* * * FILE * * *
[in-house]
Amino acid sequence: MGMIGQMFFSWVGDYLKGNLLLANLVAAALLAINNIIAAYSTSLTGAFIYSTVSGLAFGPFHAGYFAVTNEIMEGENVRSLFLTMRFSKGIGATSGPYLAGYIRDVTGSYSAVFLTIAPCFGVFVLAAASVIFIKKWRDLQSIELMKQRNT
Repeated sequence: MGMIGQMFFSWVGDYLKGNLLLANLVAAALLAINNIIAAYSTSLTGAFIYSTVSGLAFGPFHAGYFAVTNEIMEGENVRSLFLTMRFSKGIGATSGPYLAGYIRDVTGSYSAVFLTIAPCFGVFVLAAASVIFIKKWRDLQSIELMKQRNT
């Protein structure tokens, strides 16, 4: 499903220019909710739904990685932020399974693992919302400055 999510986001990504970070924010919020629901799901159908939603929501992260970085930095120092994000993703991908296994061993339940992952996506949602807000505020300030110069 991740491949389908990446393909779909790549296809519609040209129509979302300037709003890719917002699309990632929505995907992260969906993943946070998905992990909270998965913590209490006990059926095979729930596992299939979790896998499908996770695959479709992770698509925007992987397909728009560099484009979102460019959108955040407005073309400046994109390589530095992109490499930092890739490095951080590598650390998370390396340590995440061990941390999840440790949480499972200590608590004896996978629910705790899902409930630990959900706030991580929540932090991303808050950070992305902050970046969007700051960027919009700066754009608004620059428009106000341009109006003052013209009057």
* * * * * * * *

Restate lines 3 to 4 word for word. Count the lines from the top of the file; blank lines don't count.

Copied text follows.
Repeated sequence: MGMIGQMFFSWVGDYLKGNLLLANLVAAALLAINNIIAAYSTSLTGAFIYSTVSGLAFGPFHAGYFAVTNEIMEGENVRSLFLTMRFSKGIGATSGPYLAGYIRDVTGSYSAVFLTIAPCFGVFVLAAASVIFIKKWRDLQSIELMKQRNT
């Protein structure tokens, strides 16, 4: 499903220019909710739904990685932020399974693992919302400055 999510986001990504970070924010919020629901799901159908939603929501992260970085930095120092994000993703991908296994061993339940992952996506949602807000505020300030110069 991740491949389908990446393909779909790549296809519609040209129509979302300037709003890719917002699309990632929505995907992260969906993943946070998905992990909270998965913590209490006990059926095979729930596992299939979790896998499908996770695959479709992770698509925007992987397909728009560099484009979102460019959108955040407005073309400046994109390589530095992109490499930092890739490095951080590598650390998370390396340590995440061990941390999840440790949480499972200590608590004896996978629910705790899902409930630990959900706030991580929540932090991303808050950070992305902050970046969007700051960027919009700066754009608004620059428009106000341009109006003052013209009057």